Deanne Gilson

Community / Language Group: Wathaurung (Wada Wurrung) Veil 2014 paperclay, tulle, wire, wood ribbon 160 x 80 x 50 cm

My language group is Wathaurung (Wadawurrung) and I am proud to tell my Aboriginal Nan, Rita Fagan’s story.

I am currently developing a series of work titled The Bunyip’s Bride. The word Bunyip means Devil in Aboriginal language and the first documented story told by an Aboriginal man in the mid 1940’s, tells of a Bunyip rising out of a swamp and taking an Aboriginal woman for his own pleasure.

I see the Bunyip as a metaphor for white man and the practice of taking Indigenous women in this country, has gone on since colonisation and continues today.

My Nan was one of these women and under the veil of the Church and by being married, this abuse of her basic right to be loved and safe, went on for many years.

The white veil is made up of feathers from my totem, Waa the Crow.

There are many traditional symbols carved in to the feathers, being, diamonds, waves and the circle. The circle is the strongest and for me depicts the womb and mother figure. It also opens a portal to the past and links me with my Nan. The white feather used in the veil, is a universal symbol of peace and hope, despite the crow totem being black.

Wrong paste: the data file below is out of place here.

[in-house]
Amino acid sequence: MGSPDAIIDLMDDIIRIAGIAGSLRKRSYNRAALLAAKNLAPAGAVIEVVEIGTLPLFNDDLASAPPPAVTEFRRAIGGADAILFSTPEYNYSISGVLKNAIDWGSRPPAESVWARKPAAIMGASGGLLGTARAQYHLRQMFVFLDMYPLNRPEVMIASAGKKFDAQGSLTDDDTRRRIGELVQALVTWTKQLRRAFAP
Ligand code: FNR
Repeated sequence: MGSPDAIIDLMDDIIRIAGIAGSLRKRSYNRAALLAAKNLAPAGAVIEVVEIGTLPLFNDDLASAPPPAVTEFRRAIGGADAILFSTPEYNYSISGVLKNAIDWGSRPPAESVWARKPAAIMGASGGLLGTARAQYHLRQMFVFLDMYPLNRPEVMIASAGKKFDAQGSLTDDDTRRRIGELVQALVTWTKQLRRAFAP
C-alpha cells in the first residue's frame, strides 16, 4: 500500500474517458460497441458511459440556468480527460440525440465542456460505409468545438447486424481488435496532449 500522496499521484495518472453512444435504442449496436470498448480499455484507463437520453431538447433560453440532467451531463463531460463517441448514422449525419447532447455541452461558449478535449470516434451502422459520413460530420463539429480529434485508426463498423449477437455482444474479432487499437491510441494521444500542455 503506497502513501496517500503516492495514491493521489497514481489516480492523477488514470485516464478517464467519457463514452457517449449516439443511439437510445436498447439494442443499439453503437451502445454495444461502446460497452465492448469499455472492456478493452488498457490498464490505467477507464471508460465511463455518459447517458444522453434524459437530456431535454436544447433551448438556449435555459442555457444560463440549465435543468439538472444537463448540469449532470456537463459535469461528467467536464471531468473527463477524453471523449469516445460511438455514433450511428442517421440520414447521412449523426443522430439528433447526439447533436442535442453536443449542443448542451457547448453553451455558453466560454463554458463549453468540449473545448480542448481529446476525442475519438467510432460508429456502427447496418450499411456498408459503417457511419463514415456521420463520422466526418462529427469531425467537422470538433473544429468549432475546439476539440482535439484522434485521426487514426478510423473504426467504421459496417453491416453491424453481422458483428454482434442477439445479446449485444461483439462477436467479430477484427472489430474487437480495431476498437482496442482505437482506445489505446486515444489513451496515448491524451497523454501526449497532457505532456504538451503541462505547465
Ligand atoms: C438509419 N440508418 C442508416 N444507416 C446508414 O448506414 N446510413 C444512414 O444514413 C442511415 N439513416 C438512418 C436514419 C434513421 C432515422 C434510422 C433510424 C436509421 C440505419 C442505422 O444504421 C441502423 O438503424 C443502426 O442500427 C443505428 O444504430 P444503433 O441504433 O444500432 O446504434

The feathers of the veil were constructed using paper clay. Part paper and part clay. They were then bisque fired and left unglazed, creating a soft, fragile look to the piece. Each feather is attached with white ribbon and laid over chicken wire and tulle. The wire then developed its own visceral form and movement through the veil, implying the figure within.

The Christian Church uses the golden eagle as a symbol to propel the word of God on Eagles wings. Similarly, the veil enables Waa the Crow to tell my Nan’s story and all the stories of women like her. It also opens up a dialogue, freeing them from the veil of secrecy of the past.